The term ‘International law’ was introduced by Jeremy Bentham in 1789. Before this, International law was called the Law of Nations. International law is a set of rules that regulates the relations between the States. International law not only provides a framework and a set of procedures for international interaction between the States but also a common set of concepts for all the States. International law includes substantive law, procedural law, and remedies to resolve international conflicts.
Oppenheim defined the law of Nations or International law as a body of customary and treaty rules and regulations which the States consider legally binding upon them in their intercourse with each other.
However, this definition was criticized by the critics saying that this definition does not cover international organizations, rules relating to activities of multinational corporations, general principles of law. Further, critics also said that this definition shows international law as static and not dynamic or changing. So, Oppenheim changed his definition of International law and added International organizations and individuals as subjects of International law.
Hall said that International law consists of some rules of conduct regarded by modern civilized States as binding on them in their relations with one another.
Cobbett defined International law as rules accepted by civilized States as determined by their conduct towards each other.
SOURCES OF INTERNATIONAL LAW:
There are some sources of international law. Firstly, treaties are the primary source of international law. Treaties are conventions, charters, pacts, agreements, covenants in which the signing parties agree to bind themselves on some negotiated issues. Secondly, Customs is also a major source of international law. International custom is a set of general practices accepted as law. It includes constant and uniform usage of general practices by most of the States in the international sphere. Thirdly, general principles of law are also a source of international law. These are the general principles of law recognized by civilized nations. Further, judicial decisions and the writing of many scholars are also sources of international law.
FUNCTIONS OF INTERNATIONAL LAW:
The rules and regulations of International Law are created by the consent of the States. Thus, the functions to be performed by the State as per the International Law depend on the free will of the States. The following are the functions of International law-
1. Maintaining International Peace and Security– Many States resort to activities that are dangerous and disturb international peace. Such activities even threaten the security of other States. In such cases, the rules of international law prevent the states from indulging in violent activities that disturb international peace and security.
2. Developing friendly relations among the States– International law encourages the State to have friendly relations with each other in trade, diplomacy, human right, international criminal law, etc. This helps the states to maintain international peace and harmony.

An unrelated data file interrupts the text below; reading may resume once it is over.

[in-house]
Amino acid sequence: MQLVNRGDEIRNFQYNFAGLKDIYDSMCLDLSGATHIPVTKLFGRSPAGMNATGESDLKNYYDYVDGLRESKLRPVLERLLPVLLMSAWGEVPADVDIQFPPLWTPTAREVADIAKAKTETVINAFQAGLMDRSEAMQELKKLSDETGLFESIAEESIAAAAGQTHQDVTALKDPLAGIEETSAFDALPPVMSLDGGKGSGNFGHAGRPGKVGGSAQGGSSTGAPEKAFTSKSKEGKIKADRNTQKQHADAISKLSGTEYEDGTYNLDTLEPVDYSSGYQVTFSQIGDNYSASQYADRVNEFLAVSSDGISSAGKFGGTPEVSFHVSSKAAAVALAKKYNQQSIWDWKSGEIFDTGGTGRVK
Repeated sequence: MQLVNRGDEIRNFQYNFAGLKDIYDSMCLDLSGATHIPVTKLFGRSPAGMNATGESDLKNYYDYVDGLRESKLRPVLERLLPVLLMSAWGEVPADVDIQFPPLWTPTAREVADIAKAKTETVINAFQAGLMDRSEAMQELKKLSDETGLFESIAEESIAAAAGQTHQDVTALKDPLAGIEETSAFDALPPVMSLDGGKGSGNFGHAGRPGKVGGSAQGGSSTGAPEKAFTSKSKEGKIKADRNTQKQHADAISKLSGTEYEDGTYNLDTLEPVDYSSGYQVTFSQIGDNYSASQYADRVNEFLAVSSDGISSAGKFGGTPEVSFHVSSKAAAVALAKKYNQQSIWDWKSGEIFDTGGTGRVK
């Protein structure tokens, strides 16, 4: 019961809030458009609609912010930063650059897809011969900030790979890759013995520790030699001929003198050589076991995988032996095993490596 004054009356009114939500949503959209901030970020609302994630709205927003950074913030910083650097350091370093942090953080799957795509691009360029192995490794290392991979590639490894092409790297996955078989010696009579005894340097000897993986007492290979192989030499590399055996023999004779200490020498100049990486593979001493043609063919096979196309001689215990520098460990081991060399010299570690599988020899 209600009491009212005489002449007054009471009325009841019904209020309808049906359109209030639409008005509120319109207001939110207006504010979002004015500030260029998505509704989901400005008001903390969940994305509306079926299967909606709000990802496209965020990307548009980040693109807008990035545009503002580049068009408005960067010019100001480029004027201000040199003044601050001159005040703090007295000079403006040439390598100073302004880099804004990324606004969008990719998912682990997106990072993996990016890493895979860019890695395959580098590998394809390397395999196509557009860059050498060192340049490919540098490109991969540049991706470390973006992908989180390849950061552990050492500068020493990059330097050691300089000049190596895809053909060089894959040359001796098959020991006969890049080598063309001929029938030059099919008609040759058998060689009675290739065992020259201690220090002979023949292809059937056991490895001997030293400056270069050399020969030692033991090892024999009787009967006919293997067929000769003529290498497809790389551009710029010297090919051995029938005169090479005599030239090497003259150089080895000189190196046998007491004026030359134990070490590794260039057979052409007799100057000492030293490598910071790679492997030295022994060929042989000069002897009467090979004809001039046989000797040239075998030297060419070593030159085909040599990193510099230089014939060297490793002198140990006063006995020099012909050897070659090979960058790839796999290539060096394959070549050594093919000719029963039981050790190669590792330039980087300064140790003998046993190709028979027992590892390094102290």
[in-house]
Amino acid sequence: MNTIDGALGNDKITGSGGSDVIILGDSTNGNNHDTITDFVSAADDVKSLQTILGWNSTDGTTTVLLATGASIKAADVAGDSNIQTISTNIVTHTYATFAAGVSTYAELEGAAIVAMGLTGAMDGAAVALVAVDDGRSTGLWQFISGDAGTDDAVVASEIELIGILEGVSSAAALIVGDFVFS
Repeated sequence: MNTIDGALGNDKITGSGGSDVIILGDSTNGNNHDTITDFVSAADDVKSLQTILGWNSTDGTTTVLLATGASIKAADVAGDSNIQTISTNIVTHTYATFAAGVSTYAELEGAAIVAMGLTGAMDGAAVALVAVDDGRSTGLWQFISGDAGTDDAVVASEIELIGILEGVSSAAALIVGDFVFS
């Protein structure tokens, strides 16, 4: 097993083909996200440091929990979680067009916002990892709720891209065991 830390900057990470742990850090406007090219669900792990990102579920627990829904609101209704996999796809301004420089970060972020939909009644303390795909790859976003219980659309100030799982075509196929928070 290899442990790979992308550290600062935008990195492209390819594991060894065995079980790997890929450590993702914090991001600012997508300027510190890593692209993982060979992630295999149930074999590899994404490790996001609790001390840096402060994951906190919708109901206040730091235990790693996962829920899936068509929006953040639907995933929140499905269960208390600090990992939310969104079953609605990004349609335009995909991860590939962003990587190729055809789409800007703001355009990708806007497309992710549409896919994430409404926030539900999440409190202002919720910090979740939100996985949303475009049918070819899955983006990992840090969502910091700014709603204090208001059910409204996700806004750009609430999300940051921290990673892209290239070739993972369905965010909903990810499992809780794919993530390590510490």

3. International cooperation– The States have many social, economic, cultural problems which can be resolved only by international cooperation among the States. In this way, the States try to resolve their problems peacefully and in a friendly manner.
4. Forbidding the use of force by the States– International law ensures that no powerful State or group of States threatens or uses force against any weaker State or group of States. This protects the territorial integrity and political independence of the States.
5. To provide people the right of self –determination– It is the function or duty of International law to provide the people the right to self-determination. International law also has to provide people with fundamental freedom and human rights. However, the right of self-determination cannot be extended to the right of cessation to certain people in a particular State as this can lead to the disintegration of the State.
WEAKNESSES OF INTERNATIONAL LAW:
From history, it is evident that in certain cases international law has failed miserably to perform its functions and resolve international disputes. Sometimes the powerful States have made a mockery of international law by violating all rules and regulations set by the international law for the States while dealing with each other. The States that are rich in their natural resources and have good economic development threaten the security and integrity of poor States. Failure of international law in certain cases can be attributed to differences in political ideologies of the States, economic imperialism, differences in the standard of economic development of the States. However, we cannot ignore the fact that international law has in certain cases succeeded in resolving international disputes and restoring international peace. The States generally prevent themselves from doing anything that violates international law.
From the above discussion, it is clear that international law is a set of legal rules and regulations that regulates the relation between the States while dealing with each other. International law is a set of rapidly developing rules, principles, and practices governing how the States should interact with each other. International law lays guidelines for international interaction not only for States but also international organizations. The scope of international law has widened considerably moving beyond war, peace, diplomacy, human rights, international criminal law, international environmental law, international security law, economic relations, trade issues, and international organizations. International law is a set of independent legal rules outside the legal system of States. The States are careful to ensure that their actions conform to the rules of international law.